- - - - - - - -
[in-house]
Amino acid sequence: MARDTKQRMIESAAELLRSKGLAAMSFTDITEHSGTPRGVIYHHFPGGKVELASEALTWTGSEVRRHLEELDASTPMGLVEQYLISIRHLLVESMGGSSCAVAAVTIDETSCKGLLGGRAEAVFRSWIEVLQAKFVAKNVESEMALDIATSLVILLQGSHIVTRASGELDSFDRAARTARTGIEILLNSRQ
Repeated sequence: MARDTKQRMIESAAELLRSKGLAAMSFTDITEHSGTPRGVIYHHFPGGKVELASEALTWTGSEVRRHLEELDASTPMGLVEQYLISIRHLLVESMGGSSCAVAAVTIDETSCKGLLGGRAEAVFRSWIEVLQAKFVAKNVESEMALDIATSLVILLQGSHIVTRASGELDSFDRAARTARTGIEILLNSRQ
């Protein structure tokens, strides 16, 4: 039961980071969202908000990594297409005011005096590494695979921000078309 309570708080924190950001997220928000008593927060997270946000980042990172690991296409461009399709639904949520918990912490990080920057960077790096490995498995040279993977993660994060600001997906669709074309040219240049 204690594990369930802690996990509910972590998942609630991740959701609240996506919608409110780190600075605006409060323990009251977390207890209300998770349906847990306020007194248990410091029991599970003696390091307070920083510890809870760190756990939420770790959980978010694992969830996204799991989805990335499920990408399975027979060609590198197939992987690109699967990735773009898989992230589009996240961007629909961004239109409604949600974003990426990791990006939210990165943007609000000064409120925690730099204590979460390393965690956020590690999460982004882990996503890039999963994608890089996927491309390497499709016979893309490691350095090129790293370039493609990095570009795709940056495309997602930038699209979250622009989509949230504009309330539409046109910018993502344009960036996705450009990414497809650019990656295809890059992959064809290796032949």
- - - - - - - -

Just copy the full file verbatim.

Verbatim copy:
[in-house]
Amino acid sequence: MARDTKQRMIESAAELLRSKGLAAMSFTDITEHSGTPRGVIYHHFPGGKVELASEALTWTGSEVRRHLEELDASTPMGLVEQYLISIRHLLVESMGGSSCAVAAVTIDETSCKGLLGGRAEAVFRSWIEVLQAKFVAKNVESEMALDIATSLVILLQGSHIVTRASGELDSFDRAARTARTGIEILLNSRQ
Repeated sequence: MARDTKQRMIESAAELLRSKGLAAMSFTDITEHSGTPRGVIYHHFPGGKVELASEALTWTGSEVRRHLEELDASTPMGLVEQYLISIRHLLVESMGGSSCAVAAVTIDETSCKGLLGGRAEAVFRSWIEVLQAKFVAKNVESEMALDIATSLVILLQGSHIVTRASGELDSFDRAARTARTGIEILLNSRQ
């Protein structure tokens, strides 16, 4: 039961980071969202908000990594297409005011005096590494695979921000078309 309570708080924190950001997220928000008593927060997270946000980042990172690991296409461009399709639904949520918990912490990080920057960077790096490995498995040279993977993660994060600001997906669709074309040219240049 204690594990369930802690996990509910972590998942609630991740959701609240996506919608409110780190600075605006409060323990009251977390207890209300998770349906847990306020007194248990410091029991599970003696390091307070920083510890809870760190756990939420770790959980978010694992969830996204799991989805990335499920990408399975027979060609590198197939992987690109699967990735773009898989992230589009996240961007629909961004239109409604949600974003990426990791990006939210990165943007609000000064409120925690730099204590979460390393965690956020590690999460982004882990996503890039999963994608890089996927491309390497499709016979893309490691350095090129790293370039493609990095570009795709940056495309997602930038699209979250622009989509949230504009309330539409046109910018993502344009960036996705450009990414497809650019990656295809890059992959064809290796032949």